Feeds

back to article Boffins baffled after Sun fails to fry satellites

Predictions from 2011 that sunspot cycle 24 would be a fizzer are turning out to be optimistic. In fact, what's eventuated from Sol has been even weaker than anticipated – which is good news for satellite electronics and communications channels, but has NOAA physicist Doug Biesecker among the many experts indulging in a certain …

COMMENTS

This topic is closed for new posts.

Page:

Gold badge

Lets see what effect that has on the weather

Which should be interesting.

4
1
Anonymous Coward

Re: Lets see what effect that has on the weather

psssttt: the next five/six years will be colder

0
0
Bronze badge
Trollface

so the Russian skeptics seem to be right ?

Meteorologists in Russia seem to have a significant AGW skeptical number who predicted a reduction in the solar cycle intensity years ago. Some did talk of a cooling trend also, but that might upset the delicate of constitution around here. As for the apparent solar monopole, great. Physicists have been looking for one for years, even theorising they do not exist. Yes I know the magnetic field of Sol is an average of lots of tangles, but hey, a little flame baiting can be fun, especially when so many of the permanenetly worried are parodies of old time caricatures of preachers screaming "You are all going to burn".

Dedicated misanthropes could hope for another Carrington event for the enthusiastic catastrophists among us. That solar cycle was not strong either. If so, they will get lots of CO2 emission reductions, population declines and all the other things so beloved of the greens, not that it will be fun to endure.

On a serious note, I do wonder if the pole magnetic mismatch might allow a lot of energy to be built up a long way below the surface that could be let loose in a mother of all flares or if it is symptom that the solar magnetic fields are really losing strength more than currently assessed.

9
4
Silver badge

Re: so the Russian skeptics seem to be right ?

Is it possible that there is some middle ground?

I've always been a firm believer in the fact that our local star contributed pretty much 100% of our heat, but I'm also concerned that the increased amount of Co2 etc. could magnify it's effect?

A reduction in the sun-cycle would then correspond with a leveling off of heat increase, but when the cycle switches back up a gear we could be heading for trouble?

It's hard to get straight info on this, it's like JFK. Information about the security service guy possibly accidentally making the final headshot that killed him is widely known (backed up by the secret service falsifying evidence and losing the rest) - but movies still get made that only mention Oswald.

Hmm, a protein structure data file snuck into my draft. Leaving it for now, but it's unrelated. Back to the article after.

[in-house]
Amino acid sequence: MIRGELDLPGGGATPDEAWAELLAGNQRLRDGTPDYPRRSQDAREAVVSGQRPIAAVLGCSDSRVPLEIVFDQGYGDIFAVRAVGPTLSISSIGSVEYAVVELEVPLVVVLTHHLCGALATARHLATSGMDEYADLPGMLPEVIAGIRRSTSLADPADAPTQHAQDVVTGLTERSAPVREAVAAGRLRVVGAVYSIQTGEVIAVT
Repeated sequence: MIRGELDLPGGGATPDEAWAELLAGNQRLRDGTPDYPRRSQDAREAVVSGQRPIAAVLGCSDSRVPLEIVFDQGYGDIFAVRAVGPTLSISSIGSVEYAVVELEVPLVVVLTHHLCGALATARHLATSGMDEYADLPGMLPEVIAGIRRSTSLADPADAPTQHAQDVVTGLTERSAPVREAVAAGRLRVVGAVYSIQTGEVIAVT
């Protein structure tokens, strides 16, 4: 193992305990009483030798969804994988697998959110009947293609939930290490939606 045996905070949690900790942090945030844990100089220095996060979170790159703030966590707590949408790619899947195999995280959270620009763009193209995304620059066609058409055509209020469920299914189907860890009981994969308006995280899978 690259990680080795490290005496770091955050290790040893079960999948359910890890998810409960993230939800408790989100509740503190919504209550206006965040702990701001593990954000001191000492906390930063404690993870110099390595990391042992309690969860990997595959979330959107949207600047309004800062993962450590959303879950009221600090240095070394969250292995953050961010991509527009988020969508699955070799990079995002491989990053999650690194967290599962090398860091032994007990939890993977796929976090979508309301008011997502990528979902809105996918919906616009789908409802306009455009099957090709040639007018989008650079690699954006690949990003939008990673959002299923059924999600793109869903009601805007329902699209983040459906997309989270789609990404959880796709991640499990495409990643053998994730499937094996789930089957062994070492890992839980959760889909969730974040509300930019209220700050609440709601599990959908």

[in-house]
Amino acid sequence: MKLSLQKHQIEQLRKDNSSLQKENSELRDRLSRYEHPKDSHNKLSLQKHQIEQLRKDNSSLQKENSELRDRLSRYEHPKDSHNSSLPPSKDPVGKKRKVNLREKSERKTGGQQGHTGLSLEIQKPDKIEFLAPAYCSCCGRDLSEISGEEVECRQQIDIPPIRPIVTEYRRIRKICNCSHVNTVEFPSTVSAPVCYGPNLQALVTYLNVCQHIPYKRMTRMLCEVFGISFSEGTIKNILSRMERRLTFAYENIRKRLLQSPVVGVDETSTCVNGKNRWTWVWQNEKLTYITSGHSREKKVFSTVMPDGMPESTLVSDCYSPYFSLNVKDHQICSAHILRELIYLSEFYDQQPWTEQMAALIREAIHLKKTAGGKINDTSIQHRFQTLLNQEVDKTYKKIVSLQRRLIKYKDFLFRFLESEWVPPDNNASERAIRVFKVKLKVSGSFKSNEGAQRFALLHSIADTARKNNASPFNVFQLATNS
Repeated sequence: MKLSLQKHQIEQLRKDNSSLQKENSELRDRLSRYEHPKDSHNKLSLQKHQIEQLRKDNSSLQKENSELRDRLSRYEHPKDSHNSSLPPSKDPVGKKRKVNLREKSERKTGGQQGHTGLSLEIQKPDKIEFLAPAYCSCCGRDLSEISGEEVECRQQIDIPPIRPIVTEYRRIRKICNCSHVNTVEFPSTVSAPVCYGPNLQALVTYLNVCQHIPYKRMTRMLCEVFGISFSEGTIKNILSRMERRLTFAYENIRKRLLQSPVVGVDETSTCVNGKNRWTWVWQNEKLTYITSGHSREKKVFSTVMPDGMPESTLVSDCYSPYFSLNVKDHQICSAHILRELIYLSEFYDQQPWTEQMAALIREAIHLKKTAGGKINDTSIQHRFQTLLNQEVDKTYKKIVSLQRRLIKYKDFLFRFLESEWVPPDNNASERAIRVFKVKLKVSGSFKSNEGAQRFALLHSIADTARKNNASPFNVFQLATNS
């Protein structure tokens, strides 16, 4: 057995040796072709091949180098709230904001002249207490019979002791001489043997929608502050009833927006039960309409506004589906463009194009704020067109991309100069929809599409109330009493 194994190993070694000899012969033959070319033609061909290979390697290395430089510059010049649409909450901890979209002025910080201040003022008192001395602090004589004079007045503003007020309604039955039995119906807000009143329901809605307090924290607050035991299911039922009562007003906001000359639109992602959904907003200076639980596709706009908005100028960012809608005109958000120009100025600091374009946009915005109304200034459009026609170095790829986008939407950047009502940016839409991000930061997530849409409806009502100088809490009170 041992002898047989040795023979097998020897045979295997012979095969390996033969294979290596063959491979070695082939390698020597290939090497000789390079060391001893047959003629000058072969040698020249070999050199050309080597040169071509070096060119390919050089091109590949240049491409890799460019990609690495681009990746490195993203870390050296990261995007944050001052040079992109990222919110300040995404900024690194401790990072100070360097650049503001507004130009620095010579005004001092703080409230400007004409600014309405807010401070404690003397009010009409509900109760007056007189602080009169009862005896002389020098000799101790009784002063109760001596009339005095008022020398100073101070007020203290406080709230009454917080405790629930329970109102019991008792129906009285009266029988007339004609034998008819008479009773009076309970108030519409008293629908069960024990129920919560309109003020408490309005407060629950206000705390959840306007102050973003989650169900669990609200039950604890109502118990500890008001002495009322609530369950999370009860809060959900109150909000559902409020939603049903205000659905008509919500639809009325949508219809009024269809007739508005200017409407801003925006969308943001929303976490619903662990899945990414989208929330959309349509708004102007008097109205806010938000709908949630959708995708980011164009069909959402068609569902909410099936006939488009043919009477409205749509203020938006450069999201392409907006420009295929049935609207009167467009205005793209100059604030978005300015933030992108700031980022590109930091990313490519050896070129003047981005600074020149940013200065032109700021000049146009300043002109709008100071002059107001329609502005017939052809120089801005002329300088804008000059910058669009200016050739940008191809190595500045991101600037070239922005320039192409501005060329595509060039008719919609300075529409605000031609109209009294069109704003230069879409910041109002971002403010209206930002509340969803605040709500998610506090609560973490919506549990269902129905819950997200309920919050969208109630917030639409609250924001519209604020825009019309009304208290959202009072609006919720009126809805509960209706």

Facts are easy to come by, working out how they are linked is manipulated to hell and it's hard to work it out for yourself if you aren't a scientist.

4
1

JFK

This site has a good summary of the evidence for a single shooter, while debunking the conspiracy theory(s). http://mcadams.posc.mu.edu/sbt.htm

Just like 9/11 parts of American public (and wider) have a hard time accepting that it only takes a few determined people to change history, they would rather it be some cover up involving a well-oiled secret scary conspiracy then a couple of nutters, or in this case one guy with a gun, because to them its incomprehensible that these things can happen and are not controlled by a higher power, be it the government, or god.

In the end the secret evil government is a tangible entity they can identify and mistrust, but one guy with a gun, military training and a different view on the world? That’s scary.

2
1
Silver badge

Re: JFK

> they would rather it be some cover up involving a well-oiled secret scary conspiracy then a couple of nutters

Keep thinking 9/11 was only caused by a few nutters and not a whole lot Saudi and other Muslim money and perhaps even some state actor collaboration (Pakistani ISI comes to mind). I don't believe the US government or Israel were behind 9/11 but I am not naive enough to believe it was just a few cave dweller goat farmers who got lucky either.

1
1
Silver badge

Re: JFK

The "conspiracy" as such, is pretty much this:

People whose heads should have rolled, conspired to cover up how staggeringly incompetent they were at protecting JFK from a single "loose cannon" individual - in a town known to be hostile to him.

Nothing new there, really. Close ranks, coverup, deny, delay, obscure, divert.

0
0
Bronze badge

Re: so the Russian skeptics seem to be right ?

As you said, the field is a consensus of tangles.

So, when the other pole finally reverses, it can be slow and quiet or quick and noisy.

I'd try the calculations to figure out which is more likely, but somebody has my coin. :/

0
0
Bronze badge

Re: JFK

Erm, well...

I was trained by those who trained the crowd in Afghanistan during the Afghan-Soviet war.

One thing that I recall clearly was the statement that those people, while fanatics, are far from stupid. Indeed, they're quite bright.

The idiots got killed off quickly.

Of course, I also remember another thing one of those agents told us.

That they told Washington that, "They hate us and they hate the Russians. They currently only hate the Russians a little bit more now. When this is over, they should be eliminated. The Carter administration said, "We do not do business that way."

The rest is history.

As well as two towers, a few online friends and one cousin.

0
0

Re: JFK

But that’s a different ‘theory’ I’m not talking about big players in the middle east being involved, I’m talking about the people who think G W Bush and the US Gov did it

0
0
Silver badge

Re: JFK @ Maharg

I had a look through that site and it doesn't even mention the final head-shot.

0
0
Silver badge

Re: so the Russian skeptics seem to be right ?

I've always been a firm believer in the fact that our local star contributed pretty much 100% of our heat

Well, it seems you're only wrong by about 50%. I guess that's not too bad.

1
0
Anonymous Coward

Re. field buildup

Your theory sounds plausible, thanks for sharing.